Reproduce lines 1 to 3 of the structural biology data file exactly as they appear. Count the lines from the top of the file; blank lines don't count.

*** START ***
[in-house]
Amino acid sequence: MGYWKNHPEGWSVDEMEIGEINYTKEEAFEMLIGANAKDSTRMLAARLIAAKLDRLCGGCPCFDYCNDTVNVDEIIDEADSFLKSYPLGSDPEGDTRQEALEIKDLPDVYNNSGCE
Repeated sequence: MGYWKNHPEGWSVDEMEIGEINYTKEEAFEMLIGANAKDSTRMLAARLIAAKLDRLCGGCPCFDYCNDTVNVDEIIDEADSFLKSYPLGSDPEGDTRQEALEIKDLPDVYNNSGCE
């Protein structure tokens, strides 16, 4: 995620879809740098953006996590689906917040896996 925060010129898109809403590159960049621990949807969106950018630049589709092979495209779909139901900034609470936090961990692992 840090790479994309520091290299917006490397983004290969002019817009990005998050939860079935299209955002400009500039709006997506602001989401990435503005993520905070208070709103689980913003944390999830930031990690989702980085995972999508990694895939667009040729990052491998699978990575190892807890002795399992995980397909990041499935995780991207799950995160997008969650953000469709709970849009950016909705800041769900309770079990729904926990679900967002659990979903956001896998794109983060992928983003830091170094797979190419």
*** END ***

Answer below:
[in-house]
Amino acid sequence: MGYWKNHPEGWSVDEMEIGEINYTKEEAFEMLIGANAKDSTRMLAARLIAAKLDRLCGGCPCFDYCNDTVNVDEIIDEADSFLKSYPLGSDPEGDTRQEALEIKDLPDVYNNSGCE
Repeated sequence: MGYWKNHPEGWSVDEMEIGEINYTKEEAFEMLIGANAKDSTRMLAARLIAAKLDRLCGGCPCFDYCNDTVNVDEIIDEADSFLKSYPLGSDPEGDTRQEALEIKDLPDVYNNSGCE